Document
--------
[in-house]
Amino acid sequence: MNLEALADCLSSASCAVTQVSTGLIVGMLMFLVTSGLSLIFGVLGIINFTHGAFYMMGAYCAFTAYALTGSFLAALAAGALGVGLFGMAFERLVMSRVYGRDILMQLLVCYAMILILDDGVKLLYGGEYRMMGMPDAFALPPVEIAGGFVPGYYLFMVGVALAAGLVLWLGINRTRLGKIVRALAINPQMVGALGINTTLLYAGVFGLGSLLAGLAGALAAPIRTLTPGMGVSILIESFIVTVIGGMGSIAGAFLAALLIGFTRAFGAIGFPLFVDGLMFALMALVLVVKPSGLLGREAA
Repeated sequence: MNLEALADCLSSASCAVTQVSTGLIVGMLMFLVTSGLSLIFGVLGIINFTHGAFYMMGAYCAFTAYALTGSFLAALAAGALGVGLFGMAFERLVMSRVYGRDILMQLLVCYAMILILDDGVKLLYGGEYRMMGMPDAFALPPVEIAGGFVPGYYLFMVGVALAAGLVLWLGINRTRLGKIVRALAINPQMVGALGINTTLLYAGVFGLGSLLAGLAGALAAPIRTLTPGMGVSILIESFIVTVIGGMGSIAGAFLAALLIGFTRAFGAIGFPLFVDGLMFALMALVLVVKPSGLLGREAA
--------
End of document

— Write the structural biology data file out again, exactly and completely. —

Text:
[in-house]
Amino acid sequence: MNLEALADCLSSASCAVTQVSTGLIVGMLMFLVTSGLSLIFGVLGIINFTHGAFYMMGAYCAFTAYALTGSFLAALAAGALGVGLFGMAFERLVMSRVYGRDILMQLLVCYAMILILDDGVKLLYGGEYRMMGMPDAFALPPVEIAGGFVPGYYLFMVGVALAAGLVLWLGINRTRLGKIVRALAINPQMVGALGINTTLLYAGVFGLGSLLAGLAGALAAPIRTLTPGMGVSILIESFIVTVIGGMGSIAGAFLAALLIGFTRAFGAIGFPLFVDGLMFALMALVLVVKPSGLLGREAA
Repeated sequence: MNLEALADCLSSASCAVTQVSTGLIVGMLMFLVTSGLSLIFGVLGIINFTHGAFYMMGAYCAFTAYALTGSFLAALAAGALGVGLFGMAFERLVMSRVYGRDILMQLLVCYAMILILDDGVKLLYGGEYRMMGMPDAFALPPVEIAGGFVPGYYLFMVGVALAAGLVLWLGINRTRLGKIVRALAINPQMVGALGINTTLLYAGVFGLGSLLAGLAGALAAPIRTLTPGMGVSILIESFIVTVIGGMGSIAGAFLAALLIGFTRAFGAIGFPLFVDGLMFALMALVLVVKPSGLLGREAA